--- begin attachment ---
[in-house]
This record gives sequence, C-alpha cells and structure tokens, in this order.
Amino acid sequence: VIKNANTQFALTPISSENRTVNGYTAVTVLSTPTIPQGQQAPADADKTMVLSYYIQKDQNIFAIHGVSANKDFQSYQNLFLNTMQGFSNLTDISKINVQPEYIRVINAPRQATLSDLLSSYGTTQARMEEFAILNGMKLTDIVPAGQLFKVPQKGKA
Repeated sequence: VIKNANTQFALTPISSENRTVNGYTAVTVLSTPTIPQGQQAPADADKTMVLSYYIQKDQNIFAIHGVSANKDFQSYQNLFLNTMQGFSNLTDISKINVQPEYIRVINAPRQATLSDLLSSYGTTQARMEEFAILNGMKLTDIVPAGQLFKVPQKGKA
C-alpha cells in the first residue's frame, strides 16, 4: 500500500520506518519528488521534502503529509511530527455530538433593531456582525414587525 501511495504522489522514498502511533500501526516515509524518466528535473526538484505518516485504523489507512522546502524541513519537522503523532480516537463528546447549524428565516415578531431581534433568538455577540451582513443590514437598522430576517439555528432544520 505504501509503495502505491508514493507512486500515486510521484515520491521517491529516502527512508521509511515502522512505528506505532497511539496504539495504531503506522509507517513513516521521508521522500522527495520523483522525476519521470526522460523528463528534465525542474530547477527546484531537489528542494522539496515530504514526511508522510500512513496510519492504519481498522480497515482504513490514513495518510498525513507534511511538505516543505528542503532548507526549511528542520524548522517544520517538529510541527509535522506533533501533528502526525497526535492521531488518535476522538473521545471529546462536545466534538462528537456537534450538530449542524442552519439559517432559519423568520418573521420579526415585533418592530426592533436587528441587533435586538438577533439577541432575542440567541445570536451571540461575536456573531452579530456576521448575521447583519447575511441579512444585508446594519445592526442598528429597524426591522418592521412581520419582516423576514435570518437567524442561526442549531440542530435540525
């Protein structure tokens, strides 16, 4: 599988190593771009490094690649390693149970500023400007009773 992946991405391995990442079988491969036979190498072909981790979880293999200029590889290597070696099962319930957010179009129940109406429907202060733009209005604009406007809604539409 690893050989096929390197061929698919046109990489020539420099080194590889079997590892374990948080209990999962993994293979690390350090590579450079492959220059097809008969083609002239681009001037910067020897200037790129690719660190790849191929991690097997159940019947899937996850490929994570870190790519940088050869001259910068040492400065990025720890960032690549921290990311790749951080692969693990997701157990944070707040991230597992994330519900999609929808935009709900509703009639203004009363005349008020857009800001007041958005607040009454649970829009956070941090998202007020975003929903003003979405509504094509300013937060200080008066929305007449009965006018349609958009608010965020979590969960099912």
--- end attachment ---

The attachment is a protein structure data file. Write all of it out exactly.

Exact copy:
[in-house]
This record gives sequence, C-alpha cells and structure tokens, in this order.
Amino acid sequence: VIKNANTQFALTPISSENRTVNGYTAVTVLSTPTIPQGQQAPADADKTMVLSYYIQKDQNIFAIHGVSANKDFQSYQNLFLNTMQGFSNLTDISKINVQPEYIRVINAPRQATLSDLLSSYGTTQARMEEFAILNGMKLTDIVPAGQLFKVPQKGKA
Repeated sequence: VIKNANTQFALTPISSENRTVNGYTAVTVLSTPTIPQGQQAPADADKTMVLSYYIQKDQNIFAIHGVSANKDFQSYQNLFLNTMQGFSNLTDISKINVQPEYIRVINAPRQATLSDLLSSYGTTQARMEEFAILNGMKLTDIVPAGQLFKVPQKGKA
C-alpha cells in the first residue's frame, strides 16, 4: 500500500520506518519528488521534502503529509511530527455530538433593531456582525414587525 501511495504522489522514498502511533500501526516515509524518466528535473526538484505518516485504523489507512522546502524541513519537522503523532480516537463528546447549524428565516415578531431581534433568538455577540451582513443590514437598522430576517439555528432544520 505504501509503495502505491508514493507512486500515486510521484515520491521517491529516502527512508521509511515502522512505528506505532497511539496504539495504531503506522509507517513513516521521508521522500522527495520523483522525476519521470526522460523528463528534465525542474530547477527546484531537489528542494522539496515530504514526511508522510500512513496510519492504519481498522480497515482504513490514513495518510498525513507534511511538505516543505528542503532548507526549511528542520524548522517544520517538529510541527509535522506533533501533528502526525497526535492521531488518535476522538473521545471529546462536545466534538462528537456537534450538530449542524442552519439559517432559519423568520418573521420579526415585533418592530426592533436587528441587533435586538438577533439577541432575542440567541445570536451571540461575536456573531452579530456576521448575521447583519447575511441579512444585508446594519445592526442598528429597524426591522418592521412581520419582516423576514435570518437567524442561526442549531440542530435540525
């Protein structure tokens, strides 16, 4: 599988190593771009490094690649390693149970500023400007009773 992946991405391995990442079988491969036979190498072909981790979880293999200029590889290597070696099962319930957010179009129940109406429907202060733009209005604009406007809604539409 690893050989096929390197061929698919046109990489020539420099080194590889079997590892374990948080209990999962993994293979690390350090590579450079492959220059097809008969083609002239681009001037910067020897200037790129690719660190790849191929991690097997159940019947899937996850490929994570870190790519940088050869001259910068040492400065990025720890960032690549921290990311790749951080692969693990997701157990944070707040991230597992994330519900999609929808935009709900509703009639203004009363005349008020857009800001007041958005607040009454649970829009956070941090998202007020975003929903003003979405509504094509300013937060200080008066929305007449009965006018349609958009608010965020979590969960099912």